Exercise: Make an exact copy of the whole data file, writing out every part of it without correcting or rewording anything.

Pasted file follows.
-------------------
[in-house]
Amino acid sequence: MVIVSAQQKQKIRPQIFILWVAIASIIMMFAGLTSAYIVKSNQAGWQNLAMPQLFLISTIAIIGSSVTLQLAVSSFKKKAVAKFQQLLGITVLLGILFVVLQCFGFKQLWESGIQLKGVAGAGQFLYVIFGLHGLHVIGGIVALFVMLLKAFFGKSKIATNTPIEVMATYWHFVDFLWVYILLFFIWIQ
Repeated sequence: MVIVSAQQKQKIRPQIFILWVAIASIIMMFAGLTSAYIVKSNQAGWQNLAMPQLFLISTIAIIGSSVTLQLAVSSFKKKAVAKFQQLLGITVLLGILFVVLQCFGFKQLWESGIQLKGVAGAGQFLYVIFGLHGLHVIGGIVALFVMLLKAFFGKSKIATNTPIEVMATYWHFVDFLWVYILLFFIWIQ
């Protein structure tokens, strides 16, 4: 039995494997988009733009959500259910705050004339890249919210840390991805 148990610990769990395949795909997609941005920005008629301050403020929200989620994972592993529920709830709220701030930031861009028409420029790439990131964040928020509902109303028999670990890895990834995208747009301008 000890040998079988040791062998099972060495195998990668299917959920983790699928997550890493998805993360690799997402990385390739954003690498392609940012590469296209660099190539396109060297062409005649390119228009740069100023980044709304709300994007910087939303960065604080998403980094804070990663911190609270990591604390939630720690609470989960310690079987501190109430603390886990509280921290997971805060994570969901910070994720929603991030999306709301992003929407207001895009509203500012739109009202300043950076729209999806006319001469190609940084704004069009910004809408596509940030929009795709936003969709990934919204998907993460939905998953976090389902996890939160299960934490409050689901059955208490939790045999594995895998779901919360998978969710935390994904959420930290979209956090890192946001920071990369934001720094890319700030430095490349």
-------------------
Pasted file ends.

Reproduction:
[in-house]
Amino acid sequence: MVIVSAQQKQKIRPQIFILWVAIASIIMMFAGLTSAYIVKSNQAGWQNLAMPQLFLISTIAIIGSSVTLQLAVSSFKKKAVAKFQQLLGITVLLGILFVVLQCFGFKQLWESGIQLKGVAGAGQFLYVIFGLHGLHVIGGIVALFVMLLKAFFGKSKIATNTPIEVMATYWHFVDFLWVYILLFFIWIQ
Repeated sequence: MVIVSAQQKQKIRPQIFILWVAIASIIMMFAGLTSAYIVKSNQAGWQNLAMPQLFLISTIAIIGSSVTLQLAVSSFKKKAVAKFQQLLGITVLLGILFVVLQCFGFKQLWESGIQLKGVAGAGQFLYVIFGLHGLHVIGGIVALFVMLLKAFFGKSKIATNTPIEVMATYWHFVDFLWVYILLFFIWIQ
């Protein structure tokens, strides 16, 4: 039995494997988009733009959500259910705050004339890249919210840390991805 148990610990769990395949795909997609941005920005008629301050403020929200989620994972592993529920709830709220701030930031861009028409420029790439990131964040928020509902109303028999670990890895990834995208747009301008 000890040998079988040791062998099972060495195998990668299917959920983790699928997550890493998805993360690799997402990385390739954003690498392609940012590469296209660099190539396109060297062409005649390119228009740069100023980044709304709300994007910087939303960065604080998403980094804070990663911190609270990591604390939630720690609470989960310690079987501190109430603390886990509280921290997971805060994570969901910070994720929603991030999306709301992003929407207001895009509203500012739109009202300043950076729209999806006319001469190609940084704004069009910004809408596509940030929009795709936003969709990934919204998907993460939905998953976090389902996890939160299960934490409050689901059955208490939790045999594995895998779901919360998978969710935390994904959420930290979209956090890192946001920071990369934001720094890319700030430095490349």